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Drew Dowdell

Quick Drive: 2013 Toyota RAV-4 Limited AWD

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September 30, 2013

Drew Dowdell

Managing Editor - CheerandGears.com

Some Crossovers are too this; some Crossovers are too that; and some Crossovers are just right. This is the Goldilocks’ impression I walked away with after my quick drive of the 2013 Toyota RAV-4 AWD.

Toyota rarely releases radical designs, but the first visual impression of the RAV-4 is that Toyota is trying to break that habit, though cautiously. The RAV-4 seems to drop the family face shared by the rest of the Toyota line, yet retains enough familiarity to fit in. I admit to not being a fan of the new look at first, but it has grown on me.

Step inside and you are greeted with a roomy interior for the class. The dashboard continues the unconventional look from the outside with an unusual two tier dash. Upscale materials are found on most places you would normally touch, however some of the lower panels have clearly been through some cost-cutting. The overall look of the dash layout is what one might expect if a car manufacturer produced a luxury compact pickup, with a very upright and blocky appearance. Most of the switchgear is standard Toyota and the everyday buttons are easy to reach and have a simple layout. Lesser used switches are low on the center stack and a bit harder to operate by touch.

Though dimensionally similar to vehicles like the Honda CR-V, Nissan Rogue, and Ford Escape, the Toyota RAV-4 makes the most of those dimensions and feels larger and roomier inside thanks to its light and airy cabin.

2013 Toyota RAV 4 interior

Click picture to enlarge

Like the interior? How does the RAV-4 drive? On to page 2!


One area that Toyota has nailed it is in overall refinement. From the perky 2.5 liter 4-cylinder with Lexus like manners, to the buttery smooth 6-speed automatic transmission, to the supple yet spritely independent suspension, the RAV-4 would keep Goldilocks happy for a long while.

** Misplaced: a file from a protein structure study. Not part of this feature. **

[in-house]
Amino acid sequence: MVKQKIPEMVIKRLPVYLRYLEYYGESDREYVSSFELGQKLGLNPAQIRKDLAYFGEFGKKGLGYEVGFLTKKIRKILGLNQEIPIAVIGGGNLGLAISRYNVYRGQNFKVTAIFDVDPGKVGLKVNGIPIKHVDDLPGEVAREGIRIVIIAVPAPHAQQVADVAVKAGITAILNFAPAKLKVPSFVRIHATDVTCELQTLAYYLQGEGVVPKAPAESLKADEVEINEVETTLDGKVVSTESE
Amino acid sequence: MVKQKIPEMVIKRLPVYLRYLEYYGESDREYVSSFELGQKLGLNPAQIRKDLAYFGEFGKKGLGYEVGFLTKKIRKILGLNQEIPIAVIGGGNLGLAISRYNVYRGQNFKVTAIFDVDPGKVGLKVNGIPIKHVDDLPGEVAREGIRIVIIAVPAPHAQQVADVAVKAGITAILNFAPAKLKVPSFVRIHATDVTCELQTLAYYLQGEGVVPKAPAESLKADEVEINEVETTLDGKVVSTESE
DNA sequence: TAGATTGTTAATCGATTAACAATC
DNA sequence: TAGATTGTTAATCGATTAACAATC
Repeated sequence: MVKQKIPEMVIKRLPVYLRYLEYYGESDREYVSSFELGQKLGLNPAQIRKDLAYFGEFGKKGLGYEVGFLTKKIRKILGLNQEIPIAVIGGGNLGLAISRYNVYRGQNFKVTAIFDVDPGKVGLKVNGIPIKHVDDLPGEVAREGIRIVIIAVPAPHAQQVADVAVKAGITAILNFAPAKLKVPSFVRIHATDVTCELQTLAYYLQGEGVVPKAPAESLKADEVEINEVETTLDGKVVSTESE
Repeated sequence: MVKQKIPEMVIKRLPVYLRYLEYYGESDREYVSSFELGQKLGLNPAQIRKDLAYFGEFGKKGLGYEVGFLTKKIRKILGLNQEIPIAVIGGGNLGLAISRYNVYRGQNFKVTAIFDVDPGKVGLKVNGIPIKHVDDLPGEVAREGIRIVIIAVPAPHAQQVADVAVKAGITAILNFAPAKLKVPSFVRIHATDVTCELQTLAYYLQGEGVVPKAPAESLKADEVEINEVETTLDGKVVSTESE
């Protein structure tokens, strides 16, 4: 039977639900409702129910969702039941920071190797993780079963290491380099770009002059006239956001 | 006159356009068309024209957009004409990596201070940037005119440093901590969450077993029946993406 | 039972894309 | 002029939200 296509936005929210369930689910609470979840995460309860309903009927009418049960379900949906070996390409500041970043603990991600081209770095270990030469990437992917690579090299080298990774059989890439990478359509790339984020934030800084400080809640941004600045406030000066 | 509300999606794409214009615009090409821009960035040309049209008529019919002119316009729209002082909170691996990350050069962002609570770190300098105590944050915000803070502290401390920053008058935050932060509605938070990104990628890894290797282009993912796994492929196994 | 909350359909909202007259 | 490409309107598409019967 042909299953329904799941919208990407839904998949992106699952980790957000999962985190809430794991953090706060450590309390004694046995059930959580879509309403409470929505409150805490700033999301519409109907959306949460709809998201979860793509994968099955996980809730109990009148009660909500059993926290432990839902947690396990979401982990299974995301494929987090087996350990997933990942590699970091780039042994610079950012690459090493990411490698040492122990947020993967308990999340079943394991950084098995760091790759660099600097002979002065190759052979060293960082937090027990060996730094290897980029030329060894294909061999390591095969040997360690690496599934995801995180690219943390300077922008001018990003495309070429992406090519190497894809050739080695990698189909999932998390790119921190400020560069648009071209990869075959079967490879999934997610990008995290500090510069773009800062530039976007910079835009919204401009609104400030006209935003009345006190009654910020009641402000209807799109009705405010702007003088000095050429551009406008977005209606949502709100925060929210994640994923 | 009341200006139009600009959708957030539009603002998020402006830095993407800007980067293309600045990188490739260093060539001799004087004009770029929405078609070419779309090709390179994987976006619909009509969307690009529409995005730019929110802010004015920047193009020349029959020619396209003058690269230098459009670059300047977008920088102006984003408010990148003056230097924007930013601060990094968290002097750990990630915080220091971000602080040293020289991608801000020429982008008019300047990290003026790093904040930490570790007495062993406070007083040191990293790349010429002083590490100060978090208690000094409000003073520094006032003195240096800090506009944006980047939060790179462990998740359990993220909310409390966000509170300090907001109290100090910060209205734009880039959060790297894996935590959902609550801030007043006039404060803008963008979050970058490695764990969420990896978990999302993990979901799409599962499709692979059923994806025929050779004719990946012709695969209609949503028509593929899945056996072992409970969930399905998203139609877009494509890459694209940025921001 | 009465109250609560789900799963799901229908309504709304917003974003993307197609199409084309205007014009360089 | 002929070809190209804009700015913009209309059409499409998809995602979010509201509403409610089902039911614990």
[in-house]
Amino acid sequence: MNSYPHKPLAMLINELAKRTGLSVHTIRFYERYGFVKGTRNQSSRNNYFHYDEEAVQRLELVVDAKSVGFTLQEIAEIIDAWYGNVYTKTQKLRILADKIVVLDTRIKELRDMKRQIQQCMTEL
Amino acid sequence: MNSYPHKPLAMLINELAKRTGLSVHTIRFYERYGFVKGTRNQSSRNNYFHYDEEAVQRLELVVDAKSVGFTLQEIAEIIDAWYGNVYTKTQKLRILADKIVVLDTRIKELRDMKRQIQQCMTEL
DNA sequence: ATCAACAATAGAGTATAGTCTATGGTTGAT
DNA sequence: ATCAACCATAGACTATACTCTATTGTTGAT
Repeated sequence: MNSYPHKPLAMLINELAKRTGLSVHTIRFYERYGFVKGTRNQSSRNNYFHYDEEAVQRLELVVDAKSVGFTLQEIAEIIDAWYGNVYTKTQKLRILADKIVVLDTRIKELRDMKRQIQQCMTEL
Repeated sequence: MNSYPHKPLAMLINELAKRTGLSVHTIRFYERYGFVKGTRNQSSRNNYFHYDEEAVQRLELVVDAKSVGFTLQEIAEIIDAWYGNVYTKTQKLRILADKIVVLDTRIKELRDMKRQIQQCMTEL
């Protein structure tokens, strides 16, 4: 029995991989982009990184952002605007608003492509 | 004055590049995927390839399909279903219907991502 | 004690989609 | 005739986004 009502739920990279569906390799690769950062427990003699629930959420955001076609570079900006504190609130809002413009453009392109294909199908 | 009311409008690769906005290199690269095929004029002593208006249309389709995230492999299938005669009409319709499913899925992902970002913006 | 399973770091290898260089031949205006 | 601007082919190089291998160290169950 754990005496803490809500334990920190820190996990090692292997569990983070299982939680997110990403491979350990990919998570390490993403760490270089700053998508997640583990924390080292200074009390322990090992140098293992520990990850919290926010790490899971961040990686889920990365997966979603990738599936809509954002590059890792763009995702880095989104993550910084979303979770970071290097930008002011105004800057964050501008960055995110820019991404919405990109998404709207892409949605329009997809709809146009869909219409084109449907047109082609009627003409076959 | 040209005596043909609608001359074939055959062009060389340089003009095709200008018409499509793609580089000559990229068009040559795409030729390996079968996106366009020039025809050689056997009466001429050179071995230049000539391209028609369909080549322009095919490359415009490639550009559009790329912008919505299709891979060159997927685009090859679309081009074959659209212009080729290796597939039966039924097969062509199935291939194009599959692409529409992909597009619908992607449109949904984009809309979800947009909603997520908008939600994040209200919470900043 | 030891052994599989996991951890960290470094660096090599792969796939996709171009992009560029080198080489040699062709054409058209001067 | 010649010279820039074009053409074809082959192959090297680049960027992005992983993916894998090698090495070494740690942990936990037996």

2013 Toyota RAV 4 side

The 2.5 liter produces 176 horsepower at 6,000rpm and 172 lb-ft of torque at 4100rpm. Though lacking the absolute highest of 4-cylinder engine power, the engine never feels overworked. Around town, the RAV-4's engine feels very energetic. It pushes that power through a buttery smooth 6-speed automatic to all 4 wheels netting an EPA 22 mpg City/ 29mpg Highway/ 25mpg combined. The suspension is soft without being spongy, soaking up road imperfections but maintaining a firm and confident feel in corners.

The Toyota RAV-4 has been one of the best selling vehicles in its segment for years, often taking the best seller crown. While Toyota has gotten a little out of their comfort zone on styling, they have put together a total package in the 2013 model that only strengthens their solid market position. I'll bet a whole lot of Goldilockses out there will end up finding the 2013 RAV-4 to be just right.

As Tested Price: $31,869

Related Reviews:

Review: 2013 Nissan Rogue

Review: 2014 Mazda CX-5 Grand Touring

Review: 2013 Kia Sportage AWD

Disclaimer: Toyota provided the 2013 Toyota RAV-4 during a drive event held for members of the International Motor Press Association.

Drew Dowdell is Managing Editor of CheersandGears.com and can be reached at Drew.Dowdell@CheersandGears.com or on Twitter as @Cheersngears